Of course, no Celtic heritage festival would be complete without a performance by the 78th Fraser Highlanders. The Pipe Band and the Elite Drill Squad wowed crowds with their music and military demonstrations.

Pipe Major Alan Stairs of the Pipe Band commented on the feedback from members of the community this year. “We received a lot of comments. People were pleased to see us. Our music is unique and seems to be much appreciated, and of course, we’re also fairly colourful – you don’t often see people in kilts in Quebec. It was a big year for us.”

Sgt. Major Farnell Morisset added: “I would say, out of all of our summers, this is the biggest we’ve ever had. In two weeks we would get as many people coming out as you might see in a year.” (The 78th are a crossroads of culture unto themselves: English- and French-speaking Quebecers in bright Scottish tartans march in almost equal numbers.)

The 78th Fraser Highlanders showcased their talents at a number of summer events including the Quebec City International Festival of Military Bands in August, a gathering of the world’s best in the genre. A crowd-pleaser, the 400th anniversary edition of the Military Tattoo soared according to spectators.

The team also marched in the 400th Military Parade on July 3, the official date of the 400th anniversary of Quebec. Although a few high-profile events escaped this summer’s downpours (the McCartney and Celine concerts, namely), the parade and its crew had no such luck. When asked about the effects of a whole season of rain on wool felt, Sgt. Major Morisset laughed: “Tell me about it.” For more information, www.78thfraser.ca.

Same Cloth, Different Thread

In May, Shalom Quebec unveiled an exhibition at the Gare du Palais train station exploring the history of the Jewish community in the city. The fascinating multimedia gallery, entitled Same Cloth, Different Threads: The Jews of Quebec City, 1608-2008, highlights individual and cultural contributions to Quebec City from the Jewish community, and runs until September 26. Concerts from June through August at the Gare du Palais and at l’Espace 400 were among activities that complemented the visual exhibition.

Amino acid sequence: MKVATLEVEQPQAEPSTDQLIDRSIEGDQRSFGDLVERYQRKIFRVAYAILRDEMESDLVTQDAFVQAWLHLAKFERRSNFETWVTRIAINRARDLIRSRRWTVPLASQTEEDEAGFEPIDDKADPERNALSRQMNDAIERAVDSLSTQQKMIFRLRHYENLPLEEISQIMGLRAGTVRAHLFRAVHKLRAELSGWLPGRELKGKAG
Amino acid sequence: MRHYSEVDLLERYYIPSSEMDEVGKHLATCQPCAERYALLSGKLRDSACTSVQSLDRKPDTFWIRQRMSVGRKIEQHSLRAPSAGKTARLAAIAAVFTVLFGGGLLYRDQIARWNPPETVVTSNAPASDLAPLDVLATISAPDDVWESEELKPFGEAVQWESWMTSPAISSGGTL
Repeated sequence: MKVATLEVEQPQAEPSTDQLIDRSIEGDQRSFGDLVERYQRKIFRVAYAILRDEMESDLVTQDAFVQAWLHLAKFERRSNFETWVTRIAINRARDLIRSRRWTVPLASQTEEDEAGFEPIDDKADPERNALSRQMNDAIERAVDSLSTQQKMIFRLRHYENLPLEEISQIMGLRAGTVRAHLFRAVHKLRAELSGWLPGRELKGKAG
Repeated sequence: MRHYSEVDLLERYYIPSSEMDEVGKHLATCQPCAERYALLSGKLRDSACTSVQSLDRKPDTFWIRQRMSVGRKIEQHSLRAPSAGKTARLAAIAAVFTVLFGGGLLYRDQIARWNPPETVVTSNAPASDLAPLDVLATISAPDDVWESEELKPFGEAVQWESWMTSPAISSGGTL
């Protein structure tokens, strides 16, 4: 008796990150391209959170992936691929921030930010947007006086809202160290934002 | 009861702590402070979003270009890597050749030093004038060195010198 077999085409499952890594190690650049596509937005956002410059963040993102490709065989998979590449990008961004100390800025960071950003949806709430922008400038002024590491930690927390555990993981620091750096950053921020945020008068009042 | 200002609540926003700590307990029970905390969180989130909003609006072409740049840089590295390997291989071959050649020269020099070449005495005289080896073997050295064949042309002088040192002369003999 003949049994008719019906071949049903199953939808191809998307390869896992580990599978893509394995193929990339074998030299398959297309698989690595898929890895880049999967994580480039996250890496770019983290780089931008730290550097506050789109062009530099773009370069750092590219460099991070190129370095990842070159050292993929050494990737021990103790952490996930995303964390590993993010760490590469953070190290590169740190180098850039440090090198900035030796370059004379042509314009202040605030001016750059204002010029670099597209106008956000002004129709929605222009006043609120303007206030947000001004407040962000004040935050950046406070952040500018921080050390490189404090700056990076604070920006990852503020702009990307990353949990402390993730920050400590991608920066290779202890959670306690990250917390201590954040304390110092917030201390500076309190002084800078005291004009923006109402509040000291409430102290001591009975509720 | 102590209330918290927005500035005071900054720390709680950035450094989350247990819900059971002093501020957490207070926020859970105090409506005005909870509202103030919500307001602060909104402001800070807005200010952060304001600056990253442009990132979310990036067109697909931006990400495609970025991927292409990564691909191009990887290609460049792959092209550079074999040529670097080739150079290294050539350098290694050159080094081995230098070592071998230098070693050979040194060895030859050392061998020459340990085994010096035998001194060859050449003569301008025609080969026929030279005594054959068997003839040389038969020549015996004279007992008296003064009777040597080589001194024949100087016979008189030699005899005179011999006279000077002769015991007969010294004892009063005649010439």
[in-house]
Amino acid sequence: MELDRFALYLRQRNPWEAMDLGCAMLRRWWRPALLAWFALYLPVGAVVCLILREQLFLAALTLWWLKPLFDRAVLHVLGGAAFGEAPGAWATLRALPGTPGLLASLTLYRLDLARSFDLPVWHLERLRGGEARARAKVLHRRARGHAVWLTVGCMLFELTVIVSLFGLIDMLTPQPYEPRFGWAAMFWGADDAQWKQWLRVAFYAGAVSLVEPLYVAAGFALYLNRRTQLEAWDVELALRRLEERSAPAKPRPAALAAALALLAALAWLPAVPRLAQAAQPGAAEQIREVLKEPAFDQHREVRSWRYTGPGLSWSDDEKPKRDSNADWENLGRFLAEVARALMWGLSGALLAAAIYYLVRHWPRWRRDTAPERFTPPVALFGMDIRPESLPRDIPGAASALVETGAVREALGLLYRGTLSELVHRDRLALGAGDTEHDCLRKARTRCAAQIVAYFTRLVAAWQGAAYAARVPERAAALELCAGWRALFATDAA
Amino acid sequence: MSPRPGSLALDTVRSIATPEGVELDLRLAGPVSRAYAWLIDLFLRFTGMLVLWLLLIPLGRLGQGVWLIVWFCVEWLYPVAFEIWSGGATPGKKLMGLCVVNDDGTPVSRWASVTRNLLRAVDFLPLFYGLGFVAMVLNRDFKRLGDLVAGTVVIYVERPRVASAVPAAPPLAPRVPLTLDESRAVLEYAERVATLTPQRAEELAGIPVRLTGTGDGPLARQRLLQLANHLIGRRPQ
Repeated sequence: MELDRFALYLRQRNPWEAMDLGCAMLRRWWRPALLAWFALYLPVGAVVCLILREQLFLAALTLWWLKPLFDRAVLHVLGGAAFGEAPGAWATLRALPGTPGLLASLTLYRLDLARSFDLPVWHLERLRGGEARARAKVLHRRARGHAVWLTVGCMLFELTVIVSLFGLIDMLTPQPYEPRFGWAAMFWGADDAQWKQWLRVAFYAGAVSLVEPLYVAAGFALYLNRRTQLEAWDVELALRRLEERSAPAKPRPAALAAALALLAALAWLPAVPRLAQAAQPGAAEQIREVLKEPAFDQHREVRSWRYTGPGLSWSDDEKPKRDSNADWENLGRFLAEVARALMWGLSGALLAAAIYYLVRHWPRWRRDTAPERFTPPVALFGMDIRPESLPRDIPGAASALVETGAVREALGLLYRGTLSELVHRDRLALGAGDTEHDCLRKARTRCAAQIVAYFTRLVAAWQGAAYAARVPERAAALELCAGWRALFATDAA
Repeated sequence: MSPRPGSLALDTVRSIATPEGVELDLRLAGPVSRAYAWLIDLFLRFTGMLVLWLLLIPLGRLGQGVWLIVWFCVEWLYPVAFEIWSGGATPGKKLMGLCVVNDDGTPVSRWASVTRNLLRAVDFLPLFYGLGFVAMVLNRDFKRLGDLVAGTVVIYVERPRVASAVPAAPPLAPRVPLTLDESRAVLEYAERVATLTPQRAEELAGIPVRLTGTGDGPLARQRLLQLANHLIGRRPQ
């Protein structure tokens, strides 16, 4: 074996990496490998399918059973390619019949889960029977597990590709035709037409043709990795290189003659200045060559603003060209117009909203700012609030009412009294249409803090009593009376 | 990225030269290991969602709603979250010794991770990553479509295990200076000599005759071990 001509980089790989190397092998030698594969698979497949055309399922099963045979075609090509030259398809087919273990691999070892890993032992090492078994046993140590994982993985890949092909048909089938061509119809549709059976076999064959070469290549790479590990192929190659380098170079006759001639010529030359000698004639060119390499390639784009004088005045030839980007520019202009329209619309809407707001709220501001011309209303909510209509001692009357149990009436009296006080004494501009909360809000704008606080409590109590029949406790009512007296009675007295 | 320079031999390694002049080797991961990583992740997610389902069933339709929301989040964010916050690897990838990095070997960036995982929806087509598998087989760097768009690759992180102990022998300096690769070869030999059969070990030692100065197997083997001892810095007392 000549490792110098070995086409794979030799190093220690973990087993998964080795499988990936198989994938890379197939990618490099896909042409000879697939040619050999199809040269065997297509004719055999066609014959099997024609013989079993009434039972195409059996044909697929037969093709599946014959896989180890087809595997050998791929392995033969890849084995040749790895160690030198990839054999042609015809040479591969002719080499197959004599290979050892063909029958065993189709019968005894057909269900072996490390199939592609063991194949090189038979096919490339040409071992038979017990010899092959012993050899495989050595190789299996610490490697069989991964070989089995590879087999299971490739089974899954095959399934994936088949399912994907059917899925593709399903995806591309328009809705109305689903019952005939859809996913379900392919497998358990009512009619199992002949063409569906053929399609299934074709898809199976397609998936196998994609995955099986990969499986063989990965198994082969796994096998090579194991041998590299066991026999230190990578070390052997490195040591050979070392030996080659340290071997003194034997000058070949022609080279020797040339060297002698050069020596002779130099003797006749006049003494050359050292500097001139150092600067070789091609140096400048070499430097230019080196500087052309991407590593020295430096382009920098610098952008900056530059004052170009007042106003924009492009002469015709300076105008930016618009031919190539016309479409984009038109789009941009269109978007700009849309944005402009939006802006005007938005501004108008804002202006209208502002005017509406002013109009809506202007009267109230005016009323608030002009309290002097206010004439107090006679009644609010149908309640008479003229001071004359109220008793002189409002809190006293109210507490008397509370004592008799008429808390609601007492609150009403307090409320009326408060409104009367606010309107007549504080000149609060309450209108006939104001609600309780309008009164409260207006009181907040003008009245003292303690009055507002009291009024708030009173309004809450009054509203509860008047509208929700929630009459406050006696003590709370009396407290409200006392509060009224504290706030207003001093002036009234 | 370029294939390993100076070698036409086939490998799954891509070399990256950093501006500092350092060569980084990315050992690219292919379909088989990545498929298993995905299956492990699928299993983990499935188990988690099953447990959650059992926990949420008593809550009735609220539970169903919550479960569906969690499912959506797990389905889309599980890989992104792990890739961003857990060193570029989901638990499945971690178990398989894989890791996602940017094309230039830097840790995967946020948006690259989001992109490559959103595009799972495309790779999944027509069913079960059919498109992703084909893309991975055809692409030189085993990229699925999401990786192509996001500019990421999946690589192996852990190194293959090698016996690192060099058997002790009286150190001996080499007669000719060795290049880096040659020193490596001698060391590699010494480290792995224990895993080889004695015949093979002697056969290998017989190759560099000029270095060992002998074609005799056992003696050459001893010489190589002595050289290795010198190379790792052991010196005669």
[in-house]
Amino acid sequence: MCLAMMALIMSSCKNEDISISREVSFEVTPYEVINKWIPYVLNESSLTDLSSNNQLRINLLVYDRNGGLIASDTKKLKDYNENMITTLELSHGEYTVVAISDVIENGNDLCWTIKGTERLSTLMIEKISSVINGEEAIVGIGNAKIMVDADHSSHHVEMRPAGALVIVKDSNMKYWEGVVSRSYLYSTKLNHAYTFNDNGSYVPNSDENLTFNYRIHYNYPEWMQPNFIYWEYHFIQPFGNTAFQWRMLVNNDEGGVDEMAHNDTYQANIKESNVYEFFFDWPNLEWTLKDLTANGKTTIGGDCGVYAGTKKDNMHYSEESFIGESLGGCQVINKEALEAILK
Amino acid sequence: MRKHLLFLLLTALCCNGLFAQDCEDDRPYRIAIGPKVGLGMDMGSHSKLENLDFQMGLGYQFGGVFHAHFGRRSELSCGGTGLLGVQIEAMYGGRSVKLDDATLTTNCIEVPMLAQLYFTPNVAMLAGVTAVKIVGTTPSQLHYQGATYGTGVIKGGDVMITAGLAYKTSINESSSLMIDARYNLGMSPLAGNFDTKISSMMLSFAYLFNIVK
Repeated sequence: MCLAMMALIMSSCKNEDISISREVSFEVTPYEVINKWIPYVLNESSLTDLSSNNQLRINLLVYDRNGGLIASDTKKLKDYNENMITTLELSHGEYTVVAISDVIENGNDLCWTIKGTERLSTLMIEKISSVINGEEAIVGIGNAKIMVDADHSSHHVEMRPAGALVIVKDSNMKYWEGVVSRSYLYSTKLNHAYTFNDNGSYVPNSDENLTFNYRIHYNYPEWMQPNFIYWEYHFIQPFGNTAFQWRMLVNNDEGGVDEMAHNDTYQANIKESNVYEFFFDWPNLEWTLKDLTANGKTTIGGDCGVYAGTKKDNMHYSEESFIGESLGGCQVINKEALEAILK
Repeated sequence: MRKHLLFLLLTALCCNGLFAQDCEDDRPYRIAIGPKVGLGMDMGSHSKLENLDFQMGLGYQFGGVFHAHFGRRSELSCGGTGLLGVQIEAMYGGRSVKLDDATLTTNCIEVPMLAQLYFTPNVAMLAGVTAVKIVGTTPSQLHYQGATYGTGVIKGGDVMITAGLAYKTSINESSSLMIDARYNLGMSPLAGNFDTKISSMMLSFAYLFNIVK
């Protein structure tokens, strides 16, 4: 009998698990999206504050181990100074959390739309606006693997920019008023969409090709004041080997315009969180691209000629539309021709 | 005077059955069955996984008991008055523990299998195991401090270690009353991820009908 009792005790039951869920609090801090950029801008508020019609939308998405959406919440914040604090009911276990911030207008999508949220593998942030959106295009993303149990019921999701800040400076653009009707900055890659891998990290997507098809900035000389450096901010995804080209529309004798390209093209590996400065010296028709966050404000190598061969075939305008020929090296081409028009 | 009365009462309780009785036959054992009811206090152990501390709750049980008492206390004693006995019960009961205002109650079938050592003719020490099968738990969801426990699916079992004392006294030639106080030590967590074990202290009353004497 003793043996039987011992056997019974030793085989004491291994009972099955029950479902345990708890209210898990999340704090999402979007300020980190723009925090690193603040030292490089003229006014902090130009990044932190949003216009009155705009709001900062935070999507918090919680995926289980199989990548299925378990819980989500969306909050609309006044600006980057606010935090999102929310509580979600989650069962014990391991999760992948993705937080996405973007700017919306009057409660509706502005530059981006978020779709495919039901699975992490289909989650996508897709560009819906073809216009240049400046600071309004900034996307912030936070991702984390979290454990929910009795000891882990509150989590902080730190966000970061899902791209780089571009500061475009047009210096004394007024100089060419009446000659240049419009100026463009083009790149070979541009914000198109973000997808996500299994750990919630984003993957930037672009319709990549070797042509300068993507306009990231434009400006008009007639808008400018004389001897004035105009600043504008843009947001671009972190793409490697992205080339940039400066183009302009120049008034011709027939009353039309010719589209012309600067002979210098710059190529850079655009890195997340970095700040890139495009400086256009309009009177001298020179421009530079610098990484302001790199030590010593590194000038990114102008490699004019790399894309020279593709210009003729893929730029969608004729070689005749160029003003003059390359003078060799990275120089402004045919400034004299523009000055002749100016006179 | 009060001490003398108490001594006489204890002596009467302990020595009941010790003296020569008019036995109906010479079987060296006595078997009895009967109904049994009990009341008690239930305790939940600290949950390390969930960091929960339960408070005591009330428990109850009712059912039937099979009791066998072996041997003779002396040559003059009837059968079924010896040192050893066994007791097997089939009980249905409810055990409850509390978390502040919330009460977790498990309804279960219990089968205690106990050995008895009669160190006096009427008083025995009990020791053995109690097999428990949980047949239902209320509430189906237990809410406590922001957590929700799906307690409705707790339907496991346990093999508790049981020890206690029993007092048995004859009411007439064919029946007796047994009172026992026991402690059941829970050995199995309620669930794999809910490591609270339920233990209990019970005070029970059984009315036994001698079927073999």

At the train station, a guestbook filled with positive comments attests to the power of this touching tribute to Quebec’s Jewish heritage. Shalom Quebec will also feature in the Roots 2008 heritage summit on October 11 and 12. For more information, www.shalomquebec.org.

Heritage Moments

Marianna O’Gallagher, of Irish Heritage Quebec, enjoyed the exhibitions highlighting the immigrant experience on display at various sites around Quebec City. She commented on Shalom Quebec’s display, “As an exhibition, it was modern and very good overall.” IHQ is itself honouring the 400th celebrations with a tribute to Quebec shipbuilders.

At Holy Trinity Cathedral, longtime Quebec resident Douglas Kitson helped sound the official date of the 400th anniversary on July 3. Kitson heads the Quebec City Guild of Change-Ringers, a group that practices the age-old English art of change-ringing (sounding bells in particular, complex sequences). As officials and dignitaries gathered behind Quebec’s oldest Anglican church, Kitson and his team rang expertly-timed patterns from the bell tower.

Demonstrations of the centuries-old art of changeringing are ongoing at Holy Trinity as part of the 400th
celebrations. (Saturdays at 10 a.m. and 1 p.m.)

The sheer number of events taking place over the course of the year has been almost unfathomable; whole volumes can be written about July activities alone! The above is merely a sample of the many communities and individuals that have hosted, organized, and participated in the 400th celebrations. Although they may not be mentioned here, the QCT wishes to salute all the organizations that, through their creativity, initiative
and plain old hard work, have helped make the 400th a success.